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preet banerjee

All the Hallowe'en goodies are in the stores right now and while a few retailers have already jumped the gun, you know what they'll be promoting next: Christmas.

While we're thinking ahead, let's take it one step further into January. That's when consumers get hit with a credit hangover. It happens every year, and every year we resolve to do it differently, perhaps as part of our slew of New Year's resolutions.

Just like last year.

The time to plan for holiday spending isn't after the holidays, it's now. If you want to avoid the money migraine, you've got two months to save up for your expenses. If you can put away $200 each month, your 2012 holiday budget is $400.

Some people will find that a pretty easy target to blow through - especially if they have a big family. But if you can't get the money together to avoid carrying an increased balance on your plastic, you can't afford it.

The trick is to figure out where, and how, you can trim the fat.

Sit down and create a budget for holiday spending using previous years as a guideline. Write down how much you typically spend on decorations, hosting get-togethers, presents, travel, etc. (Make sure to track the actual expenses to make it easier for next year, too.)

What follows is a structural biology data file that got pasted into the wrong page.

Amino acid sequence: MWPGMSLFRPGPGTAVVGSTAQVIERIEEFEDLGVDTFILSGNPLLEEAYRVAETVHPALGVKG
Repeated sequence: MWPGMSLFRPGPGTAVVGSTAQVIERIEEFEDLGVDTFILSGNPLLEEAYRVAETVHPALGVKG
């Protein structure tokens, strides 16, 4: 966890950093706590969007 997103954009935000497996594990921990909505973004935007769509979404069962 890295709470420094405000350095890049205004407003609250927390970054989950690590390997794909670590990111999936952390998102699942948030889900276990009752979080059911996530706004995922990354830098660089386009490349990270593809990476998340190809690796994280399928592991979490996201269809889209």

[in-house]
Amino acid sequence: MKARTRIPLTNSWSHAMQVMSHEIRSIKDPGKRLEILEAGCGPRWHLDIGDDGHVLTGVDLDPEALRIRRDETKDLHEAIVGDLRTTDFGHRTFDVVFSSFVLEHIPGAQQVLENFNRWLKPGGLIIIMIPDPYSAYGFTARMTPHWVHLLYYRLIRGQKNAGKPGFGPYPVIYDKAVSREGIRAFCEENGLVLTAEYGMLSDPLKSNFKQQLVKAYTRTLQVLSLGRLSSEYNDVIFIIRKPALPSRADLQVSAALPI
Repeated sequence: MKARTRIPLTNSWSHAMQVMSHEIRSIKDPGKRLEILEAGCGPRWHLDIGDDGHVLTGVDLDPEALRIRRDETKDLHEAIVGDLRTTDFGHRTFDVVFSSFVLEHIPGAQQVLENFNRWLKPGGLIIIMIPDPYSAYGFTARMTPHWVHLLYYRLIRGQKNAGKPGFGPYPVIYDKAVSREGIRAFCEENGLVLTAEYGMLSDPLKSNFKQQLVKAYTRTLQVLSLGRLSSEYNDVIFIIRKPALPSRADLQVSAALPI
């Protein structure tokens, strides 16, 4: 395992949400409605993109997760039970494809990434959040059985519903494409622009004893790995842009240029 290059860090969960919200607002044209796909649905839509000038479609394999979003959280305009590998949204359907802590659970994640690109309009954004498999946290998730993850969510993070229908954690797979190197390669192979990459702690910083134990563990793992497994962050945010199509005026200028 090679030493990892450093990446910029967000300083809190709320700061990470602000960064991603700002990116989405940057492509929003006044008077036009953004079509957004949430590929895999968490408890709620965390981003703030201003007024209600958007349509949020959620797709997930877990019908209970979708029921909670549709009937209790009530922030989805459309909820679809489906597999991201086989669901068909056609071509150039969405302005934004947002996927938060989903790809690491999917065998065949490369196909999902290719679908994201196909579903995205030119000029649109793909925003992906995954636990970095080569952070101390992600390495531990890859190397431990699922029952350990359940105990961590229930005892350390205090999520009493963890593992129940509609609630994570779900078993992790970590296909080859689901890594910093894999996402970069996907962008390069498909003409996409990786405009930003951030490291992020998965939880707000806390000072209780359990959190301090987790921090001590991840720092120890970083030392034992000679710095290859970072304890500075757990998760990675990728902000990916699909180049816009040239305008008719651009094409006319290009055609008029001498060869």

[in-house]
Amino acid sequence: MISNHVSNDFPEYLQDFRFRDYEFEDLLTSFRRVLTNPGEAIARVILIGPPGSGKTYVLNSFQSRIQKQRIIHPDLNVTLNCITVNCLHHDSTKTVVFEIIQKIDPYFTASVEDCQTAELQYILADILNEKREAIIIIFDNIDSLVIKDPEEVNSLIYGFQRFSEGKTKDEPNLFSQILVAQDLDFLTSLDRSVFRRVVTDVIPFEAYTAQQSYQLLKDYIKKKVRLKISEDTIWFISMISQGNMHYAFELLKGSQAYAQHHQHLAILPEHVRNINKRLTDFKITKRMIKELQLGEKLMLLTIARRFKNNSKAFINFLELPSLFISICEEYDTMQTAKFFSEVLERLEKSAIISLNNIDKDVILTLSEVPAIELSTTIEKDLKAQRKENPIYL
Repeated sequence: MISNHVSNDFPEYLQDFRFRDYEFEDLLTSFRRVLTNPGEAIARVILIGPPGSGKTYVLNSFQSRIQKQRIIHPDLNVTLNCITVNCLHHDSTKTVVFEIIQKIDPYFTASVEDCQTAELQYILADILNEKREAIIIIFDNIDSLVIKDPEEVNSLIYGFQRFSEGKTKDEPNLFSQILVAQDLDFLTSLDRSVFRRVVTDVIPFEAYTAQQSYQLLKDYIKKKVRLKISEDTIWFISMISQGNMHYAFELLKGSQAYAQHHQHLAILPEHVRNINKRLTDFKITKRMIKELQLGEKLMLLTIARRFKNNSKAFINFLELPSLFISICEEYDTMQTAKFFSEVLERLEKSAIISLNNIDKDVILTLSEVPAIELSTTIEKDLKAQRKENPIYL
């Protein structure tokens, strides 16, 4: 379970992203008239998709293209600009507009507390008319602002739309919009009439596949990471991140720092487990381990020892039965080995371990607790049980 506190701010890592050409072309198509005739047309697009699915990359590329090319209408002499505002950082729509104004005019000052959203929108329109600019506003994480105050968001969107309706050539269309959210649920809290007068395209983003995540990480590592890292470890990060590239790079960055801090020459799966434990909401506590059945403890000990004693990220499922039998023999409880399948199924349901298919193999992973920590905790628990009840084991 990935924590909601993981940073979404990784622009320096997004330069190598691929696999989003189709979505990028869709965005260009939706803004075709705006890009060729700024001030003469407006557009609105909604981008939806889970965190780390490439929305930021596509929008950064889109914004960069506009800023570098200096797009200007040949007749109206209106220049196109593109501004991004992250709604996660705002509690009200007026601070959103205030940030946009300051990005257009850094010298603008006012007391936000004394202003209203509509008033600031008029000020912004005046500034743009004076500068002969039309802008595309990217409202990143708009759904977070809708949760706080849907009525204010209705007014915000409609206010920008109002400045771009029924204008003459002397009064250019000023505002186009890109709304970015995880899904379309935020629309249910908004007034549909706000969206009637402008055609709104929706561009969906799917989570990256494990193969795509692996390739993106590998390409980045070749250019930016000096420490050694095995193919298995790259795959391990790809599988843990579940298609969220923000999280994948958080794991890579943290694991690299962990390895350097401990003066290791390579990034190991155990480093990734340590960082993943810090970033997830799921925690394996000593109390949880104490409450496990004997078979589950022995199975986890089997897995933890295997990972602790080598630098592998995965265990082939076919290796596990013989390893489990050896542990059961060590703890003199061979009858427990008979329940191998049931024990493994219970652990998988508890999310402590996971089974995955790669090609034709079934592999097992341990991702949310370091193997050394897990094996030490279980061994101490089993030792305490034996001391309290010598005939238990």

Now start cutting as if you just completed a leveraged buyout like Mitt Romney.

Reducing the cost of gift-giving is going to be a big saver. You and your spouse can eliminate spending cash on presents for each other - if you're both fed up about your money situation. Give each other something that doesn't cost money. I'll leave that to your imagination.

Cutting gift expenses can be trickier for other people, especially children. But if you have a big family gathering with lots of children involved, consider the "one gift per child" option. With economic times being tough, many families have chosen to forgo gifts for adult family members. They might also set a cap on spending for all the children. For example, if you had four family units and six children altogether, each family might contribute $50 which would then be divided into $33.33 per child for a present.

How do you start that conversation? Send them a link to this column and pin it on me.

Holiday spirit isn't about keeping up with the Joneses. You should never borrow money (and carry a balance) to pay for the holidays. I'm not trying to be a Scrooge, but rather a realist. There are many families too proud to admit that the one-gift-per-child strategy would help them out this holiday season. But the sooner you implement drastic measures, the sooner you can make drastic improvements to your finances.

The alleviated financial stress will help you enjoy what's really important about the holidays: simply spending quality time with your family.

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